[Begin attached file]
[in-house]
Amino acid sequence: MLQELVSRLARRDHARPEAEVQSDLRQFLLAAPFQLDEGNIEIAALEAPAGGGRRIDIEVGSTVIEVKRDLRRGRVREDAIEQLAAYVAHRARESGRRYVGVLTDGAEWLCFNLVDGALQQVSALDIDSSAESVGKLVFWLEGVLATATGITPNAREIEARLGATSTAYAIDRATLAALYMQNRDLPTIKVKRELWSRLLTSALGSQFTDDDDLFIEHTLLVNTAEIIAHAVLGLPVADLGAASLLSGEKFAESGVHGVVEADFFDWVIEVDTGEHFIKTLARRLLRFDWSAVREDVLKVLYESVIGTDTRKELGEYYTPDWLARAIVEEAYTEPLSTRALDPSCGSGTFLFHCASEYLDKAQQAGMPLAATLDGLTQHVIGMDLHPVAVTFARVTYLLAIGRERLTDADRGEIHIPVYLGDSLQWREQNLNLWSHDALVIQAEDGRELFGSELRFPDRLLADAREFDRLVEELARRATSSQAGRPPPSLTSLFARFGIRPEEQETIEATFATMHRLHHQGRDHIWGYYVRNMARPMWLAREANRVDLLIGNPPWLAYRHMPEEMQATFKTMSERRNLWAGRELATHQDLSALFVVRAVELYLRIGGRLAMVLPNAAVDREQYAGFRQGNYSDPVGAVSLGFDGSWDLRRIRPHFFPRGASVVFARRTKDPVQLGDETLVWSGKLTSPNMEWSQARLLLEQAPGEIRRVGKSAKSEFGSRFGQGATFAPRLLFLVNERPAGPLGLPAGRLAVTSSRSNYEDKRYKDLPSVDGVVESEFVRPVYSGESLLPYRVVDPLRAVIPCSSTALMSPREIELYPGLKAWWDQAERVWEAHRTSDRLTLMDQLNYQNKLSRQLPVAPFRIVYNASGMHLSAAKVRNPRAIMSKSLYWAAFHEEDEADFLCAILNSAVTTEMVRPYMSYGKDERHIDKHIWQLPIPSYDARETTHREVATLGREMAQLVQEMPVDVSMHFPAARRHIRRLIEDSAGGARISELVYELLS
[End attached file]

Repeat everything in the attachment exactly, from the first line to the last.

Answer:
[in-house]
Amino acid sequence: MLQELVSRLARRDHARPEAEVQSDLRQFLLAAPFQLDEGNIEIAALEAPAGGGRRIDIEVGSTVIEVKRDLRRGRVREDAIEQLAAYVAHRARESGRRYVGVLTDGAEWLCFNLVDGALQQVSALDIDSSAESVGKLVFWLEGVLATATGITPNAREIEARLGATSTAYAIDRATLAALYMQNRDLPTIKVKRELWSRLLTSALGSQFTDDDDLFIEHTLLVNTAEIIAHAVLGLPVADLGAASLLSGEKFAESGVHGVVEADFFDWVIEVDTGEHFIKTLARRLLRFDWSAVREDVLKVLYESVIGTDTRKELGEYYTPDWLARAIVEEAYTEPLSTRALDPSCGSGTFLFHCASEYLDKAQQAGMPLAATLDGLTQHVIGMDLHPVAVTFARVTYLLAIGRERLTDADRGEIHIPVYLGDSLQWREQNLNLWSHDALVIQAEDGRELFGSELRFPDRLLADAREFDRLVEELARRATSSQAGRPPPSLTSLFARFGIRPEEQETIEATFATMHRLHHQGRDHIWGYYVRNMARPMWLAREANRVDLLIGNPPWLAYRHMPEEMQATFKTMSERRNLWAGRELATHQDLSALFVVRAVELYLRIGGRLAMVLPNAAVDREQYAGFRQGNYSDPVGAVSLGFDGSWDLRRIRPHFFPRGASVVFARRTKDPVQLGDETLVWSGKLTSPNMEWSQARLLLEQAPGEIRRVGKSAKSEFGSRFGQGATFAPRLLFLVNERPAGPLGLPAGRLAVTSSRSNYEDKRYKDLPSVDGVVESEFVRPVYSGESLLPYRVVDPLRAVIPCSSTALMSPREIELYPGLKAWWDQAERVWEAHRTSDRLTLMDQLNYQNKLSRQLPVAPFRIVYNASGMHLSAAKVRNPRAIMSKSLYWAAFHEEDEADFLCAILNSAVTTEMVRPYMSYGKDERHIDKHIWQLPIPSYDARETTHREVATLGREMAQLVQEMPVDVSMHFPAARRHIRRLIEDSAGGARISELVYELLS